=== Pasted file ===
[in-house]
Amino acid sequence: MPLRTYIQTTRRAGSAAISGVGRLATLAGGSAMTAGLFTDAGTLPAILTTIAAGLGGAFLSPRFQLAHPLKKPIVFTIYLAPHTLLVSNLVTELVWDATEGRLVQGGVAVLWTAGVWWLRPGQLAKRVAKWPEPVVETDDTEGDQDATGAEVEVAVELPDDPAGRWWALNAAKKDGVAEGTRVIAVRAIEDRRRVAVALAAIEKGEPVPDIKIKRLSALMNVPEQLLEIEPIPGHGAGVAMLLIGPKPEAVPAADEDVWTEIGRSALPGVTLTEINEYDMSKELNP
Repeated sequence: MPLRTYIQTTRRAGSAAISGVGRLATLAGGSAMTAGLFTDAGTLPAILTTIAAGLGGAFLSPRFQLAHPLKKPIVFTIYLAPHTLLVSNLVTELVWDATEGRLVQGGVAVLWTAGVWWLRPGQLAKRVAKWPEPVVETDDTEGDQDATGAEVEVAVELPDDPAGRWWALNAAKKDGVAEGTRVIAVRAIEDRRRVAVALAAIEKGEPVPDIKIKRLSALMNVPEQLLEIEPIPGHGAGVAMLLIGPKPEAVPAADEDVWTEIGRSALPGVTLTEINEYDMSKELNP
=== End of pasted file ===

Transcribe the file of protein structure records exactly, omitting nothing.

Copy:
[in-house]
Amino acid sequence: MPLRTYIQTTRRAGSAAISGVGRLATLAGGSAMTAGLFTDAGTLPAILTTIAAGLGGAFLSPRFQLAHPLKKPIVFTIYLAPHTLLVSNLVTELVWDATEGRLVQGGVAVLWTAGVWWLRPGQLAKRVAKWPEPVVETDDTEGDQDATGAEVEVAVELPDDPAGRWWALNAAKKDGVAEGTRVIAVRAIEDRRRVAVALAAIEKGEPVPDIKIKRLSALMNVPEQLLEIEPIPGHGAGVAMLLIGPKPEAVPAADEDVWTEIGRSALPGVTLTEINEYDMSKELNP
Repeated sequence: MPLRTYIQTTRRAGSAAISGVGRLATLAGGSAMTAGLFTDAGTLPAILTTIAAGLGGAFLSPRFQLAHPLKKPIVFTIYLAPHTLLVSNLVTELVWDATEGRLVQGGVAVLWTAGVWWLRPGQLAKRVAKWPEPVVETDDTEGDQDATGAEVEVAVELPDDPAGRWWALNAAKKDGVAEGTRVIAVRAIEDRRRVAVALAAIEKGEPVPDIKIKRLSALMNVPEQLLEIEPIPGHGAGVAMLLIGPKPEAVPAADEDVWTEIGRSALPGVTLTEINEYDMSKELNP